Today, and especially after the tumultuous days of crisis management as organizations tried to reimagine how they would function during a global disruption, a CFO is supposed to be part of the leadership team of the company itself offering expert input on major decisions about how the business will move forward. Much of what was traditionally the realm of the CEO and COO has now become collaborative with the CFO, and as blue-sky thinking gets down to brass tacks, it is often the CFO who has the hard numbers to say what is and is not possible, and which of the options can expect the best outcomes. Far from a passive resource for senior decision-makers, the senior finance executives are now among the top minds actively working problems and seeking opportunities, and the Finance Team has also moved from a background player keeping the money moving into an integral part of how organizations implement and run projects.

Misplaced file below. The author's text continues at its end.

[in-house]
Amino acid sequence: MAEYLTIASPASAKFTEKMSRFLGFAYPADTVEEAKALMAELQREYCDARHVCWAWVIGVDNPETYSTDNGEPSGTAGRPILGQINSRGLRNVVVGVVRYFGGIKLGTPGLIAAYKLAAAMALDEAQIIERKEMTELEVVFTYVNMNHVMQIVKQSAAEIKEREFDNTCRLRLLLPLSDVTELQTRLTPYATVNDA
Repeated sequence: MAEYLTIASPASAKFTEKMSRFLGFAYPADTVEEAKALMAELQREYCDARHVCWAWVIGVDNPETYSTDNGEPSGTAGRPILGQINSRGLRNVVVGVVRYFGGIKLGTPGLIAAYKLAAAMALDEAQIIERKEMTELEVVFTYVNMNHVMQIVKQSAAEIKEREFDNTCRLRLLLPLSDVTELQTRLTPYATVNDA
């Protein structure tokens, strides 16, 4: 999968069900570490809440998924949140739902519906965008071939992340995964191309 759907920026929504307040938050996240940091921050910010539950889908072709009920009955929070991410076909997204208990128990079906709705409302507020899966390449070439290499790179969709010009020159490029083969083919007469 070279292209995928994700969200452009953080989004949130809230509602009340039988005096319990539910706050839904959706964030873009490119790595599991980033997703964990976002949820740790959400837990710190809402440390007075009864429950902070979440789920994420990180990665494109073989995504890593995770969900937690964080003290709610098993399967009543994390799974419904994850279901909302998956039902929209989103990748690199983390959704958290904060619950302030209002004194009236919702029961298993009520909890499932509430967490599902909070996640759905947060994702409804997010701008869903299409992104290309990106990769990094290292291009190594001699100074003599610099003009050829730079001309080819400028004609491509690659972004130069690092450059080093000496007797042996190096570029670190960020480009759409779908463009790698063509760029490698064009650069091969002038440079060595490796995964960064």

What is a CFO supposed to know?

People who work in Finance already have specialized knowledge that takes years of education and professional development to achieve, and they are bound by the requirements of their professional associations to continue their education and remain on top of new developments in their field throughout their working life. That is the value they bring to their organization, and it is the common thread that binds a Finance Team together and so often separates that team from other departments and divisions within the larger organization.

If it involves the movement of money, Finance is responsible for it. They don’t build things, and they don’t sell things, but neither of those activities can happen for long without Finance’s involvement, or the whole operation grinds to a halt. That is true and always has been true probably going back to the invention of double-entry bookkeeping.